Compleximetric Determination of Water Hardness
Caindec, Patricia Ysabel B.
Water hardness is a measure of the amount of calcium and magnesium carbonate dissolved as Ca 2+ and Mg 2+ in water. There are no health hazards associated with water hardness, however, it causes scaling, as well as forming of soap suds. Compleximetric titration is one of the best ways of measuring total water hardness using a standard ethylenediaminetetraacetic acid (EDTA) solution. EDTA solution is used as it has the ability to easily bind with calcium and magnesium ions. EDTA and Ca2+ react at the ratio of 1:1. The purpose of this experiment is to determine the hardness of water by measuring the concentrations of calcium and magnesium in water samples by titration. The total hardness is expressed in terms of the equivalent concentration of calcium carbonate in parts per million. The amount of CaCO3, in this experiment, is determined by titrating calcium ions from a sample tap water (from Baguio).
Water hardness is a commonly reported aspect of water quality. Hard water is water that contains high concentrations of Ca2+ and Mg2+ ions. Even with this concentration it is safe to drink and is apt for cooking and cleaning and is not a health hazard. Calcium carbonate (CaCO3) is a common substance found in rocks. It is usually the principal cause of hard water. Magnesium carbonate, MgCO3, is a white solid that occurs in nature as a mineral. Hardness is traditionally measured by chemical titration. The hardness of a water sample is reported in milligrams per liter or parts per million. In a compleximetric titration, a solution containing the free metal ion of interest is titrated with a solution of chelating agent until all of the metal ions are completely complexed. The endpoint is usually measured with an indicator ligand that forms a colored complex with the free metal ion. The most important chelating agent in analytical chemistry is ethelyenediaminetetraacetic acid (EDTA). It is colorless, water soluble solid. It is widely used to dissolve scale, caused by minerals (like Ca2+) from water. In analytical chemistry, it is used as a ligand and chelating agent. EDTA is used in compleximetric titrations and analysis of water hardness because it has the ability to grab hold of metal ions such as Ca2+ and Mg2+. If drinking water is concerned it is not important to know the hardness apart from the quantity and kind of mineral contained. In other words, for potable purposes, the hardness of water has no consequence. The effect of the some minerals upon the health should be of principal concern, however, the matter is rather different. Water is used in a steam boiler. Often the tubes of the boiler become coated with the deposited mineral therefore making it impossible to generate steam, prefiguring the danger of an explosion. Knowing the hardness of water can help determine the length of a steam boiler’s life span, thus experts know when to clean/replace a steam boiler.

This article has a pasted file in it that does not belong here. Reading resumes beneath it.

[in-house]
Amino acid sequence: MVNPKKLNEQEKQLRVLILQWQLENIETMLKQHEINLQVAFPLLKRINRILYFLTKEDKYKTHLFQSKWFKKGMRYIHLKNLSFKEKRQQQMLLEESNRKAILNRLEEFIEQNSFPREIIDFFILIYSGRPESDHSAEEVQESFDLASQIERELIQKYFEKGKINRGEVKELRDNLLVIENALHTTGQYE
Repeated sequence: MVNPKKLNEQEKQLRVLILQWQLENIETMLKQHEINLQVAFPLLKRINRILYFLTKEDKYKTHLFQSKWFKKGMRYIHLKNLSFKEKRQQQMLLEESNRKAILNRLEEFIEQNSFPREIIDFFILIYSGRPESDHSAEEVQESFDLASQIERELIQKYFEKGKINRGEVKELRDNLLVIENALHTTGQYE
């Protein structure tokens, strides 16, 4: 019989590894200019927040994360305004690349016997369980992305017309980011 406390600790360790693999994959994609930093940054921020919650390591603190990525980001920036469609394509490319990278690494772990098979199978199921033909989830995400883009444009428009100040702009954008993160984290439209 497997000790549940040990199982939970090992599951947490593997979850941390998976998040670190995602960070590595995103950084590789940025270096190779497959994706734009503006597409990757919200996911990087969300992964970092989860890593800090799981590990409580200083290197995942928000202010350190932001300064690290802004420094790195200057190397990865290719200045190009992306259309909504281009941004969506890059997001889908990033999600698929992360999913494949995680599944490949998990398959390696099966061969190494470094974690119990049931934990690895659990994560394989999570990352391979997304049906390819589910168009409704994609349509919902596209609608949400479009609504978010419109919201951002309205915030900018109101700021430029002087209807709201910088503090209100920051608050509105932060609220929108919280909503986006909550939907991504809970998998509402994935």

For the preparation of (5 x 10-3M) EDTA (ethylenediaminetetraacetic acid) titrant (stock titrant), in a 250 ml of distilled water, approximately 0.47 grams of EDTA was dissolved. A pinch of approximately .05 grams of MgCl2•6H2O was added. A 10.00 ml aliquot of the prepared titrant was diluted to volume in a 100.0 ml volumetric flask. It was shaken and is called the diluted EDTA titrant. In the preparation of standard CaCO3, 0.10 – 0.15 grams of CaCO3 was weighed in a 250 ml beaker. Until all the CaCO3 is dissolved, concentrated HCl were added drop by drop. The beaker was covered with a watch glass and the HCl was evaporated. The residue was quantitatively transferred and diluted to volume to a 500.0 ml volumetric flask.’ For the determination of the exact concentration of EDTA (standardization), a 10.00 ml of the standard CaCO3 was placed in a titration vessel. 5 ml of an ammonia buffer with pH 10 and 5...
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